Lucy Gonzalez Parsons: Chicago's Revolutionary | Revolution Brewing
Menu Rev Rewards

Brewpub + Restaurant

Hours

Mon-Tue / Closed
Wed-Thu / Noon-11pm
Fri-Sat / Noon-Midnight
Sun / Noon-11pm
Kitchen / Service stops 1 hour prior closing

Address

2323 N. Milwaukee Ave
Chicago, IL 60647

773-227-2739

Taproom + Production Brewery

Upcoming Closures

Sunday, October 3 — Closed for a Private Event
Friday, October 22 — Closed for a Private Event

Hours

Mon-Tue / Closed
Wed-Thu / 2-9pm
Fri / 2-10pm
Sat / Noon-10pm
Sun / Noon-6pm

Address

3340 N. Kedzie Ave
Chicago, IL 60618

773-588-2267

Lucy Gonzalez Parsons: Chicago's Revolutionary

Our first canned Saison pays tribute to a legendary labor activist from the neighborhood and benefits a charitable organization helping women and children in Chicago.

Since 2017, the women of Revolution Brewing have worked to develop, brew, package, and sell Spirit of Revolt in celebration of the women who make our industry and our communities stronger. The proceeds from that beer go to benefit Connections for Abused Women and Their Children (CAWC) – a tremendous organization providing resources, services, and advocacy for abused women and families in Chicago. While working for social change, CAWC also provides a shelter for adults and children, counseling, advocacy, and a 24-hour hotline for people affected by domestic violence. Our 2020 Spirit of Revolt party at the Taproom was the last big event at the Revolution Taproom before the lights went dark for a bit.

When 2021 rolled around, things were still uncertain. We were unable to gather the incredible women of Revolution for the usual effort. Circumstances kept us apart. So the question became, even in a difficult year, how do we honor the unflinching spirit and righteous resolve of the women who fight for change?

We found the answer, as we usually do, right here in the neighborhood.

Revolution, as a term, means a lot of things to a lot of people. But as a true embodiment of anti-establishment action and unbending resistance to the status quo, it’s hard to find a better example than labor organizer, anarchist, and working-class champion Lucy Gonzalez Parsons.

Born Lucia Ella Gonzalez Waller in Texas in the early 1850s, she and her husband Albert Parsons left behind anti-interracial marriage laws in that state and moved to Chicago in the 1870s. From there, they both became firebrand labor organizers – joining the Socialist Labor Party and the International Working People’s Association. Self-educated Lucy became known as a powerful and persuasive orator. She wrote for publications like the Socialist and founded the first working women’s union in Chicago.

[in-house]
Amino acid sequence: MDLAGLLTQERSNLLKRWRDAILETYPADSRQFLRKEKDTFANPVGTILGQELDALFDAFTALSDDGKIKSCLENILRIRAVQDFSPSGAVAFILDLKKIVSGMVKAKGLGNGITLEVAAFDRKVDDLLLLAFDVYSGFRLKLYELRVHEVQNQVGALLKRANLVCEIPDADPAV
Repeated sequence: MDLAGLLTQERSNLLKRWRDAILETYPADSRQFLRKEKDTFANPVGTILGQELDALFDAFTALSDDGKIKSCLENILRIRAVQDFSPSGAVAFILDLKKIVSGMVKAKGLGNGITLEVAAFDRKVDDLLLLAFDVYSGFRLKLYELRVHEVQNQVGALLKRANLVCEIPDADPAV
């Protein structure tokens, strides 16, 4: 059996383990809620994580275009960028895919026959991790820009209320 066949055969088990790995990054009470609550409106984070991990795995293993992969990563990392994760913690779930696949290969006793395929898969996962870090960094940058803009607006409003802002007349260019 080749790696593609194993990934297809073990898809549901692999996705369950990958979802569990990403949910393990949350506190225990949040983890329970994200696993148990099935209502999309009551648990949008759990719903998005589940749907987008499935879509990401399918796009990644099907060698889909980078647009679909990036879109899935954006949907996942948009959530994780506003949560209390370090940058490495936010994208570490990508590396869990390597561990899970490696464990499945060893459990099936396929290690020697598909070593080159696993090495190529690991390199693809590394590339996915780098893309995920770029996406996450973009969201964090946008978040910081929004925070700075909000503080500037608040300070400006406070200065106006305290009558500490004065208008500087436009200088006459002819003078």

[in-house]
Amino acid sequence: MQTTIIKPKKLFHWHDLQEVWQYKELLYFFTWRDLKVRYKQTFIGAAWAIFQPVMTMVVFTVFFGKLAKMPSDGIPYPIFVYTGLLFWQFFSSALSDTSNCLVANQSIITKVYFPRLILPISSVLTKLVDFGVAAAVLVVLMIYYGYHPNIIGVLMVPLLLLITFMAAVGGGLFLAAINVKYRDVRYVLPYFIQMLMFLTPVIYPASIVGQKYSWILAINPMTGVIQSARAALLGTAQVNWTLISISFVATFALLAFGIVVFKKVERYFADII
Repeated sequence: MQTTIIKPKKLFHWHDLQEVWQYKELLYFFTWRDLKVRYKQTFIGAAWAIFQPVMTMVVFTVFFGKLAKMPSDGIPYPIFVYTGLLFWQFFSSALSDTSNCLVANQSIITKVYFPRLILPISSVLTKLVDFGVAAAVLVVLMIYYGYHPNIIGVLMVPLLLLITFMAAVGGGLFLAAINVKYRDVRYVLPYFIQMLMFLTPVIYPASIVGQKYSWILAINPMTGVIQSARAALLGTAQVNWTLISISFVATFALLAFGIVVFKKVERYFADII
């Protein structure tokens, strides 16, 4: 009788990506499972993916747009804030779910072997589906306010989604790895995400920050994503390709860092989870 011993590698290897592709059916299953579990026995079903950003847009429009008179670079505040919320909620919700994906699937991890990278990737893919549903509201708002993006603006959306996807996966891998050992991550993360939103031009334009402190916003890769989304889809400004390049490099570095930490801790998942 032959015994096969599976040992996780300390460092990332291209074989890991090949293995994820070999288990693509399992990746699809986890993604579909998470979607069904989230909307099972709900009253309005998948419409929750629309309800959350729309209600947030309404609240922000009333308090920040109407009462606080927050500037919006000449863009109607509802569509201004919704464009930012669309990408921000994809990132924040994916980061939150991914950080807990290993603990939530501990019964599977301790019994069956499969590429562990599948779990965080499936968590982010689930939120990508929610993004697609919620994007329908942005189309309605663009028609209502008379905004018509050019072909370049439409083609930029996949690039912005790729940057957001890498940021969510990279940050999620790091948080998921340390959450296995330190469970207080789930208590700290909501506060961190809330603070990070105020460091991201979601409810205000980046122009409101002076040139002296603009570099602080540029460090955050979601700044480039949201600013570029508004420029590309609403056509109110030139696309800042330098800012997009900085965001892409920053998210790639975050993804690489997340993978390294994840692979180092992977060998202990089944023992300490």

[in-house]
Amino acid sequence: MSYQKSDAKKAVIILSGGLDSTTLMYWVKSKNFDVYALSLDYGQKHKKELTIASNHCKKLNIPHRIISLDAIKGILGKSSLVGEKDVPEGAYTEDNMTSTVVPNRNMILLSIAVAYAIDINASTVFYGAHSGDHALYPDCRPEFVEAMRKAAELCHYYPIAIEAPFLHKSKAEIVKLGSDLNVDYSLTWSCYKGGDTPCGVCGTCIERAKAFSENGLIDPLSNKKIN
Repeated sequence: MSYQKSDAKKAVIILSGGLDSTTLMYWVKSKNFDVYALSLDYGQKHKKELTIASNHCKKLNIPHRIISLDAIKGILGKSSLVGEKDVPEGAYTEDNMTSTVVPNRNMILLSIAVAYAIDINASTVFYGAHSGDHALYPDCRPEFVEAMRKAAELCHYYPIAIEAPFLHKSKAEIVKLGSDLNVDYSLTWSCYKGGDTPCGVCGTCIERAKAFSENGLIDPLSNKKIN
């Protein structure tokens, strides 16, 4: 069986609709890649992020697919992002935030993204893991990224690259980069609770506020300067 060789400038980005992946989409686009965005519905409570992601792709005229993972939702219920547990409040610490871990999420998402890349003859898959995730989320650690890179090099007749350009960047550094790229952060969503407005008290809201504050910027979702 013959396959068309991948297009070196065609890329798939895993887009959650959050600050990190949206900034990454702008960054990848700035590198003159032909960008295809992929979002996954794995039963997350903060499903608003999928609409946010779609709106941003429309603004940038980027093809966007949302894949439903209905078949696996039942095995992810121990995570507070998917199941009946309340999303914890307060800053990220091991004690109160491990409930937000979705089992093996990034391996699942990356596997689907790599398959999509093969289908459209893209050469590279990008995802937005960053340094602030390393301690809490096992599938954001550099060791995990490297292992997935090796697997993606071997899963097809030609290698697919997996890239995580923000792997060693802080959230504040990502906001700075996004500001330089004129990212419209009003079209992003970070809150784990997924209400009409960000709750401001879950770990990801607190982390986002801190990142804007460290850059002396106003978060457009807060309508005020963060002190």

In 1886, Lucy and Albert Parsons led an 80,000-strong procession of working men and women to demand reforms (including the eight-hour workday) as a national strike began. That outpouring of humanity demanding better conditions is remembered as the first May Day parade in history. Days later, a protest for the eight-hour workday turned into the Haymarket riots and Albert Parsons was soon after arrested and executed as a co-conspirator following a widely criticized trial.

Lucy fought through her grief to continue the fight for labor rights for more than five decades afterward. In 1905, she helped found the Industrial Workers of the World, which has endured into present times and is still based in Chicago. She continued to speak, write, demonstrate, and advocate for the oppressed and overlooked for the remainder of her life. In 1920, an official from the Chicago Police Department referred to her as “More dangerous than a thousand rioters.” Her pioneering views of race and gender as part and parcel of the struggle for working-class freedom continue to illuminate today’s discourses over how to achieve equity and inclusion in all facets of our society.

Lucy Parsons, “the Goddess of Anarchy,” lived in Chicago until her death in a house fire in Avondale in 1942. Even then, Chicago officials seized her books and papers in an effort to stifle her message and erase her legacy.

But times change, her work and words were rediscovered and reappraised, and she’s rightly recognized as one of the leading feminists and labor activists in the history of our city. In 2017, the stretch of Kedzie Avenue in front of our brewery from Emmett to Addison was named Lucy Gonzalez Parsons Way by the City of Chicago.

While we can’t fully convey the breadth of her achievements in such a way, we hope that by donating our efforts for the benefit of women and families in Chicago, we can honor her spirit.

Lucia, a Dry-Hopped Spelt Saison will be released Friday, May 21 at both the Taproom and Brewpub. Like Spirit of Revolt, sales of Lucia will go to support CAWC.

Innovation Brewer Andy Lautner built this new beer with a blend of classic saison and Jovaru Lithuanian Farmhouse yeasts. The unique grain bill features both malted spelt and triticale from Sugar Creek Malt in Indiana. It’s the first time we’ve ever canned a Saison.

Lucia is dry-hopped with Hallertau Blanc, a vinous, aromatic edge to complement the nutty, dry spelt and stunningly complex yeast expression. Taken in total, it’s multifaceted, compelling from unexpected angles, and impossible to represent succinctly – a fitting tribute, we hope.